Insolvency Calculator

The Insolvency Calculator allows you to compare the amount your company owes (its liabilities) against the assets the company has, the difference is those amounts provides a calculation of a company's total liabilities. On this page we also provide information about Insolvency, how insolvency is calculated with insolvency formulas and explain the difference between insolvency and bankruptcy.

Insolvency Calculator
Solvency Calculations
Total Assets
-Total Liabilities

=Net Worth
=Insolvency Status
[ 21 Votes ]
Insolvency Calculator. This image shows a business owner calculating his companies total assets and liabilities to ascertain if the company is insolvent using the Insolvency Calculator

What is Insolvency?

Insolvency (the state of being insolvent) is when a company (or individual) is no longer able to meet their financial commitments. It is important to note that a company that has a deficit between sales and expenditure is not necessary insolvent, insolvency occurs when a company has a sustained deficit either due to poor financial management, unexpected change(s) in PESTLE environment (for example the global economic impact of COVID 19 during 2019-2020), increases in transformation cost(s) or by creditors calling in debts.

It is worth noting that Insolvency due to extraordinary circumstances like that of the global economic impact of the COVID 19 Pandemic result in many businesses all suffering insolvency at the same time. This can lead to a wider economic impact, particularly if many businesses fail to sustain sufficient cash flow to maintain their overheads. As such, governmental intervention is likely as significant uplift in the numbers of insolvent and bankrupt businesses can result in high unemployment, lost productivity and trigger recession and depression.

How do I calculate if my company is insolvent?

Calculating your companies solvency is a strightforward math calculation, the challenge for most companies and individuals is typically the time it takes to gather all the information. The better companies (and also those who dont tend to become insolvent) keep regular records and accounts so know from one day to the next whether they are solvent and identifiy and rectify financial challenges as they are or ahead of their occurence by identifying trends, cause and effect.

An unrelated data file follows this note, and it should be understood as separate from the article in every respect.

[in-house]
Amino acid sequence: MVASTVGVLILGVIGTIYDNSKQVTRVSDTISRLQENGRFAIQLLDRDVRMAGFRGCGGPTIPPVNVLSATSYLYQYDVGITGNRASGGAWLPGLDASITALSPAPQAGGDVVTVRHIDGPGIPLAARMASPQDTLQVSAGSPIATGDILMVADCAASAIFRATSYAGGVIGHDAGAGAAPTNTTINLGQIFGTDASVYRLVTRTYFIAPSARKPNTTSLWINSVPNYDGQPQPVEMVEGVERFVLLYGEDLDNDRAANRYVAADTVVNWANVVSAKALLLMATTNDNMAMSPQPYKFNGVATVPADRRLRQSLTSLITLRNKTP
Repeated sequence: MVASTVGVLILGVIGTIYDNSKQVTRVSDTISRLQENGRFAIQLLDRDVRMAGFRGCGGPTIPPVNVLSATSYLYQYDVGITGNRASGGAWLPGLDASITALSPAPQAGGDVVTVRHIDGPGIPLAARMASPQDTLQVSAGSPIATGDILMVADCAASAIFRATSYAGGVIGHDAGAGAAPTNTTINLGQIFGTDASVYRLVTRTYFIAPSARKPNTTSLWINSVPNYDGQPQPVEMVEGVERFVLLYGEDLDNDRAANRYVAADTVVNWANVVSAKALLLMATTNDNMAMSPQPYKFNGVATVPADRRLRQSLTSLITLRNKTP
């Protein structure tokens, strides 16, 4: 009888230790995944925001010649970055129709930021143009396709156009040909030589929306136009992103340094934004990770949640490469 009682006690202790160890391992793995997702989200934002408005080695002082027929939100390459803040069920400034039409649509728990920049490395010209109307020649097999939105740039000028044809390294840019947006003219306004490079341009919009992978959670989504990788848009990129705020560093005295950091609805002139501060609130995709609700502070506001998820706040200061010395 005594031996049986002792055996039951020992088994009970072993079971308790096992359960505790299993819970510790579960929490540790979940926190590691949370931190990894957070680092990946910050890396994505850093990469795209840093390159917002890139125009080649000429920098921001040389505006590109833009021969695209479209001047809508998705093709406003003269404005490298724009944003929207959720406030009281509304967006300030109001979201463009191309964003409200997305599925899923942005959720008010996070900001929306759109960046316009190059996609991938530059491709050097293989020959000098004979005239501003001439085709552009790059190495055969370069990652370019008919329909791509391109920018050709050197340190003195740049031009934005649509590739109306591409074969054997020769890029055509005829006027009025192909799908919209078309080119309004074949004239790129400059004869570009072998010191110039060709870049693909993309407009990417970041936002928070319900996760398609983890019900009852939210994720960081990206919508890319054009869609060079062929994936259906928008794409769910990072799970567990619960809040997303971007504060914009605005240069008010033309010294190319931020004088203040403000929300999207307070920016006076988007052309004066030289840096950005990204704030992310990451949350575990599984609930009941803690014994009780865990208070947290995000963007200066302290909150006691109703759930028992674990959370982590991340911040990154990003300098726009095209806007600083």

Solvency and Insovency are calculated using the following formula:

Solvent V's Insovent Formula

i = TFA - TFL


  • i: Insolvency Status: A negative figure indicates that a company is insolvent, a positive number indicates that a company is solvent.
  • TFA: Total Financial Assets
  • TFL: Total Financial Liabilities

We will now look at the factors that are typically grouped as assets and liabilities to ascertain how each of those totals are calculated.

What are my Company's Financial Assets

In the context of this calculator, "Assets" are the items, cash, property, stock, plat, machinery, fixtures, fittings and other items which have a financial value. Your company's financial assets can be simply defined by the following formula:

Company Financial Assets Formula

TFA = cb + ch + d + f + pm + p + s + vh + z


  • TFA: Total Financial Assets
  • cb: Cash in Bank
  • ch: Cash on Hand
  • d: Debtors
  • f: Fixtures and Fittings
  • pm: Plant and Machinery
  • p: Property
  • s: Stock
  • vh: Vehicles
  • z: Any Other Assets

What are my Company's Financial Liabilities?

In the context of this calculator, "Company Liabilities" are the financial liabilities that the company has in terms of payments due and outstanding debts. In very simple terms, your company liabilities are the amount your company owes. Your company's financial liabilities can be simply defined by the following formula:

Company Financial Liabilities Formula

TFL = a + b + c + l + m + o + pa + r + t + v + x


  • TFL: Total Financial Liabilities
  • a:Accounting Fees Due
  • b:Business Rates
  • c:CT Due (Corporation Tax)
  • l:Loan(s)
  • m:Mortgage(s)
  • o:Overdraft(s)
  • pa:PAYE Due (Paye As You Earn)
  • r:Rent Due
  • t:Trade Creditors
  • v:VAT Due (Value Added Tax)
  • x:Any Other Liabilities

What Happens when a company becomes Insolvent?

An insolvent company will need to discharge all its financial commitments, this may mean that the business owner has to produce a repayment plan to creditors (though this depends on contracts, company legal entity and other factors, insolvency cases are not always like for like). It is important to note that a business owner can have a business go insolvent and continue to trade with another business or set up another business at a later date. Insolvency is not the same as bankruptcy though many confuse the two as the same, they are very different.

Bankruptcy typically has financial and legal ramifications for the owners and/or board and continuing trade as a director/CEO owner is typically prohibited.

Legislation varies between countries but for simplicity, insolvency is a situation from which business recovery and operations are sustainable, bankruptcy on the other hand is legal and structured process from which business operations cannot continue. Bankrupt companies can however be bought out and, with fresh cash injection, continue to trade. This situation however requires clear comprehension of the business failure and will typically occur only if the fault lays with poor financial management, poor efficiency or another factor that can be altered to achieve a profit and return to successful business operations.